GE crops safe for food, environment, scientific review says
Pons M. Abatayo (The Philippine Star) - May 26, 2016 - 12:00am

MANILA, Philippines – Genetically engineered crops are safe for human consumption and the environment, an independent scientific assessment has concluded.

The US National Academies of Sciences, Engineering and Medicine said it has found “no substantiated evidence of a difference in risks to human health between currently commercialized genetically engineered (GE) crops and conventionally bred crops.”

No “conclusive cause-and-effect evidence of environmental problems from the GE crops” has been found, it said.

The findings were released mid-May by the academy, one of the highest independent scientific bodies in the United States, in a report, “Genetically Engineered Crops: Past Experience and Future Prospects” written by its Board on Agriculture and Natural Resources, Division on Earth and Life Studies.

GE crops are plants whose genetic composition has been altered using biotechnology. Biotechnology includes techniques that precisely cut and insert DNA material in a plant to enhance a trait already carried by the plant or to introduce a gene (or genes) that confer a valuable trait from another plant or organism.

Bt corn is the only GE crop commercialized in the Philippines; about 700,000 hectares are planted to the insect-resistant Bt corn, so called because it contains genes from Bacillus thuringiensis. Bt is a soil bacterium that gives the corn a built-in insecticide that can kill specific insects that ingest them, in this case the corn borer.

In 2015, some 350,000 poor Filipino farmers planted Bt corn, according to the International Service for the Acquisition of Agri-biotech Applications (ISAAA). The Philippines and Vietnam are the only countries that plant Bt corn in Southeast Asia.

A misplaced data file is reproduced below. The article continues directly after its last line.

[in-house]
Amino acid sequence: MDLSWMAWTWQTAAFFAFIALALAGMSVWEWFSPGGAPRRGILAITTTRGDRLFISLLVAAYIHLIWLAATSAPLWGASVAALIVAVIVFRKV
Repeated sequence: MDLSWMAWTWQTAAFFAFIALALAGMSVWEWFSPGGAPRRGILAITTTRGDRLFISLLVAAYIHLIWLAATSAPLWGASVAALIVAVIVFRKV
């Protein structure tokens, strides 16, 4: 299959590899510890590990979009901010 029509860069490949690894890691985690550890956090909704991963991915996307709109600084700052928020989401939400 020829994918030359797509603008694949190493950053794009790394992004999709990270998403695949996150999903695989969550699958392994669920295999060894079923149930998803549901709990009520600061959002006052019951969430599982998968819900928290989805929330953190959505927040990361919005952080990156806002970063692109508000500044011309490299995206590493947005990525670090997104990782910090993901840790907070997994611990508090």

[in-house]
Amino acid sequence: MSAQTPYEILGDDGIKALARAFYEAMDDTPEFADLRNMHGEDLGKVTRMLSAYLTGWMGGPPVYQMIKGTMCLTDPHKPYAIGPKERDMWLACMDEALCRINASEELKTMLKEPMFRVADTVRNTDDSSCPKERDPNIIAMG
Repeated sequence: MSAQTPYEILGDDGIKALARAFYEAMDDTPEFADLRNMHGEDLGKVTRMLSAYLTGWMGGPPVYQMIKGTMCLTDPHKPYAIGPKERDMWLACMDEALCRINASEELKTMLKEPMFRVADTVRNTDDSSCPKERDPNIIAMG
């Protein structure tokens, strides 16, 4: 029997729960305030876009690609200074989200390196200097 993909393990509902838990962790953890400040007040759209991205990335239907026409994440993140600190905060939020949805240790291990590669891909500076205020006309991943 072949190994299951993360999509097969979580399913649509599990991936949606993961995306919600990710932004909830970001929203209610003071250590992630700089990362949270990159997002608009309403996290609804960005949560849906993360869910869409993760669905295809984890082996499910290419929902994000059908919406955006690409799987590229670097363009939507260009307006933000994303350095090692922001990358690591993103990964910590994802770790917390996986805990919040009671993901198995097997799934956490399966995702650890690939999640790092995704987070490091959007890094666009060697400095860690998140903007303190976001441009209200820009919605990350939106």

“The US Academy of Sciences report confirms what the mainstream scientific community has been stating,” Paul Teng, ISAAA chairperson, told SciencePhilippines in an email. “There has been a clean record on food and feed safety of these crops when used for food, feed and processing.”

He said the report affirms what ISAAA had reported in April to commemorate the 20 years of commercialization of biotech crops, “that these crops have been safely planted by farmers and have conferred substantial economic benefits to millions of farmers worldwide and additionally benefited the environment by reduced use of insecticides and reduced need to clear new land for agriculture.”

The new report builds on previous academy reports over the last two decades between 1987 and 2010. It is based on more than 900 research and other publications, the opinion of 80 experts at three public meetings and 15 webinars and more than 700 comments from the public.

GE crops and foods derived from them are tested in three ways: animal testing, compositional analysis and allergenicity testing and prediction. Although the design and analysis of many animal-feeding studies were not optimal, the report observed that many available animal experimental studies taken together “provided reasonable evidence that animals were not harmed by eating foods derived from GE crops.”

“Data on the nutrient and chemical composition of a GE plant compared to a similar non-GE variety of the crop sometimes show statistically significant differences in nutrient and chemical composition, but the differences have been considered to fall within the range of naturally occurring variation found in currently available non-GE crops,” the academy said.

It said many people are concerned that GE food consumption may lead to higher incidence of specific health problems including cancer, obesity, gastrointestinal tract illnesses, kidney disease and disorders such as autism spectrum and allergies.

In the absence of long-term, case-controlled studies to examine some hypotheses, the academy examined epidemiological datasets over time from the United States and Canada, where GE food has been consumed since the late 1990s, and similar data sets from the United Kingdom and Western Europe, where GE food is not widely consumed.

“No pattern of differences was found among countries in specific health problems after the introduction of GE foods in the 1990s,” it concluded.      – SciencePhilippines

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